JOHN EGGERS COLUMN: Time for a love story
Guys and gals, it's time for a love story. Everyone should tell a love story at least once a year and this is my turn to tell mine. Love stories are like watching a group of high schoolers going out to eat before their high school prom. They help us remember the really good things in life like when we first met our soulmate.
My love story began in 1965 at Texas Christian University in Fort Worth, Texas. I walked into the student union with a friend and I saw this cute college coed sitting at a table with a cigarette in her hand. I went over to the table and introduced myself. I told her that I was from Waterville, Minn., and that I attended Luther College and then transferred to Mankato State College. I also told her that I was a member of Phi Sigma Omicron fraternity. I tried to impress her with as many "hey, I'm important" experiences as I could.
The co-ed didn't seem to be too impressed nor did she seem at all interested. I asked her where she was from and she told me that she was from Detroit and a graduate of the University of Michigan.
After hearing that she was a Wolverine and wolverines always eat gophers, I realized that I was not in her league and went on my way. Years later, I would ask this co-ed (Kathy) if she had remembered our first encounter and she said that she really couldn't. I probably made the right decision to move on but love has a way of correcting things.
This incident happened during our Peace Corps training. We did not have too much interaction during training nor during our first year in Uruguay. She was in a rural youth program in the country and I was in a basketball/sports program in the city. About the only time we did interact during our three-month training was when we were bridge partners. That's about her only recollection of me—a pretty good bridge player from some tiny town in Minnesota.
When we arrived in Uruguay she went her way and I went my way. Our paths wouldn't cross for about another year.
Love stories have twists in them that make them a love story. The twist in our love story was when Kathy secretly arranged for us to go to the same home to have Thanksgiving dinner. It was a custom for diplomats to invite Peace Corps volunteers over to their homes on holidays. In this case, our Peace Corps secretary, under orders from Kathy, arranged for us to have dinner at the same house. Kathy just happened to be in Montevideo.
We sat together on the bus and talked about our experiences. I made a point not to mention Minnesota. After the dinner the host gave us a ride back to the city and he gave Kathy a carton of cigarettes. A week or so later I received a letter from Kathy (which I still have) telling me that she enjoyed herself. I believe I wrote back and suggested we get together and see a movie or something the next time she was in the city.
We eventually did find ourselves going to a movie and having dinner. This became a pattern for several months whenever she happened to come to Montevideo for meetings. That same New Year's she invited me to her home in Young to meet her Uruguayan family. Since I enjoyed traveling to the interior of Uruguay, I accepted her offer.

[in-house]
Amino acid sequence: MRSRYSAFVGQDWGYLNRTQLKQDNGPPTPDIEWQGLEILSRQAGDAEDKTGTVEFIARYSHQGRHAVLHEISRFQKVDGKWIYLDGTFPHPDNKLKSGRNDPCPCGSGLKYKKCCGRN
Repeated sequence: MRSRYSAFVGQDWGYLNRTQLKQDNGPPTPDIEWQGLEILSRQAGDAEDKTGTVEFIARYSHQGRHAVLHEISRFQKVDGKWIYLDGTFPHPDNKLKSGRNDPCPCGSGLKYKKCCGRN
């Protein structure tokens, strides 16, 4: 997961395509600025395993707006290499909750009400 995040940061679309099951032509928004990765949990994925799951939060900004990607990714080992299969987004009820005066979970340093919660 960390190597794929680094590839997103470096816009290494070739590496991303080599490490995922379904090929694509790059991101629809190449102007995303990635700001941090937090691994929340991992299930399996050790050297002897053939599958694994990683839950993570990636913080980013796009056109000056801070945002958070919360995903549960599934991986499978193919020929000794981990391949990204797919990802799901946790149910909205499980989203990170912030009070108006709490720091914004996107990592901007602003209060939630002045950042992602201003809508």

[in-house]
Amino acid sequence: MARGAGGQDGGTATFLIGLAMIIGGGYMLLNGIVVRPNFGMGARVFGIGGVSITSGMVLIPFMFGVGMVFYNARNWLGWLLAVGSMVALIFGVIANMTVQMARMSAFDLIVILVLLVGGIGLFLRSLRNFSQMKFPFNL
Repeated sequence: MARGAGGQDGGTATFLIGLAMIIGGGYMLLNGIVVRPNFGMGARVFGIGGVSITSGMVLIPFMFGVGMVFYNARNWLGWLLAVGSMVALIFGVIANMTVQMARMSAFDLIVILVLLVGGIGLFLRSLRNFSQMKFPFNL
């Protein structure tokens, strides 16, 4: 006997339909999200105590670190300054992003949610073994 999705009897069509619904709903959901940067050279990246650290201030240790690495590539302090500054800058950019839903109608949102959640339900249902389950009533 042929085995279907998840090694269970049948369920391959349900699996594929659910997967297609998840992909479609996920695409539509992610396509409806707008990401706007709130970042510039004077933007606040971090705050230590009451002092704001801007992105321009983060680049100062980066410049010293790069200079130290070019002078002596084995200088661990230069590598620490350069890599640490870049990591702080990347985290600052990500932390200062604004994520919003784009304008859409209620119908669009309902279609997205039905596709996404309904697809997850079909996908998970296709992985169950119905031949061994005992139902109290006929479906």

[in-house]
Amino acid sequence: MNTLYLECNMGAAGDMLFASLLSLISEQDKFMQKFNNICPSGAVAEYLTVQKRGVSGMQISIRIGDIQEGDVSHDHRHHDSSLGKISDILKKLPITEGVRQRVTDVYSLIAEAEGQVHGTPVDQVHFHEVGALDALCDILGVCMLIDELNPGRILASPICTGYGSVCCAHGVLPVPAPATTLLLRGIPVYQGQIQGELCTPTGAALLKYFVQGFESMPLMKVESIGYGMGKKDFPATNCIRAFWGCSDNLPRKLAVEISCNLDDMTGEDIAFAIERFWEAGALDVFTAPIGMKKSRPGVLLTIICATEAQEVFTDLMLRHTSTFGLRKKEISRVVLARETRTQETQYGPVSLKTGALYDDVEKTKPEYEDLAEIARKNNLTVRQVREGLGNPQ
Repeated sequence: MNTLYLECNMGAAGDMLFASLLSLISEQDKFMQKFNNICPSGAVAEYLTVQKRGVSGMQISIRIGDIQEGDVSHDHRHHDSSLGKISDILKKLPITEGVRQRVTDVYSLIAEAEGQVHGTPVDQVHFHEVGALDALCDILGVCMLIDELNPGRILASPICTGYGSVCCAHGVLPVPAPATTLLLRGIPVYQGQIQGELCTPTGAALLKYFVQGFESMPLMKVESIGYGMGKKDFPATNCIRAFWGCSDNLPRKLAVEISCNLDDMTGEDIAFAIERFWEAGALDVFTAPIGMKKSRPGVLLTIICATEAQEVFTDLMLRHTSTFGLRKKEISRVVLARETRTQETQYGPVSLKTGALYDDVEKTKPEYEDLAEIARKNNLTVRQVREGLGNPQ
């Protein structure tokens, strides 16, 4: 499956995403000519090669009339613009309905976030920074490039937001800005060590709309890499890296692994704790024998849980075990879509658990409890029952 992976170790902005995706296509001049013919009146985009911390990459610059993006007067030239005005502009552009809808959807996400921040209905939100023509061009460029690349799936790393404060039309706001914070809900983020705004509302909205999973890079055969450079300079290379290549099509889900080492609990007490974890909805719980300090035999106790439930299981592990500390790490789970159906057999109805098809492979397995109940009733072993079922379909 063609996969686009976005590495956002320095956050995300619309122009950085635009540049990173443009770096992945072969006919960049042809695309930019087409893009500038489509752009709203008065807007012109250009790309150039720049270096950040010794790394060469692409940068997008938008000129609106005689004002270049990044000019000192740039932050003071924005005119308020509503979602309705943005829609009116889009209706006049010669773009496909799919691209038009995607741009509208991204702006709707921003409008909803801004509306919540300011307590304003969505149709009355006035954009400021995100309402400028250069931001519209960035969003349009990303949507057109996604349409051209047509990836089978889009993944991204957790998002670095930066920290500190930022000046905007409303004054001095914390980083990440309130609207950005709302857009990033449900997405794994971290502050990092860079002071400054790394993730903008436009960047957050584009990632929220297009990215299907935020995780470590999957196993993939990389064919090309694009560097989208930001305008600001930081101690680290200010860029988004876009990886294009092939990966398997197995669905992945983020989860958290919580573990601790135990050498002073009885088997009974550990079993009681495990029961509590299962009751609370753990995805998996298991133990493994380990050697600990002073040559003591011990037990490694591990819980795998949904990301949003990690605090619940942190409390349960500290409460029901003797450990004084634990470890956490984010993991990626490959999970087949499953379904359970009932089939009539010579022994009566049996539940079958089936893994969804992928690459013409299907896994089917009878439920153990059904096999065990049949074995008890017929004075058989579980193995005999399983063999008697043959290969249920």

We went to a dance and left early, which was frowned upon by her family since young men and women were expected to be chaperoned. Kathy and I sat on a park bench and I kissed her for the first time. In 2005 on a vacation trip, we returned to that same spot and the bench was still there. We now had no need to be chaperoned.
Several months later, Kathy came into town but, unfortunately, I happened to be traveling to the interior to conduct a basketball clinic. On the way, one of our jeeps collided with another vehicle and we had to cancel our clinic. I hopped a ride on a passing bus and returned to Montevideo with hopes that I could find her in this city of over a million people.
I was literally running down the streets to her hotel. I asked the clerk if Kathy was in and he said that she had left. I turned around and there she was Kathy coming through the door. She said that she had been sitting in a cafe with another volunteer and had seen me running by.
Whenever I tell this part of the story I envision a young man and woman on a beach running towards each other with the golden sun sinking in the background, the waves lapping at their feet making footprints in the sand. They come together, hug and kiss, and that is the end of the movie. I think we have all seen that movie.
Katherine Hepburn said that, "Love has nothing to do with what you are expecting to get—only with what you are expecting to give—which is everything." That's what has kept Kathy and me together for so many years.
This all happened in March of 1967. We were married a year later in Livonia, Mich. Love stories always have happy endings. Now, what is your love story?
Riddle: How do you get the attention of someone you love? (By screaming out so everyone can hear it.) Or, you can write a column, which does the same. Te amo, Kathy.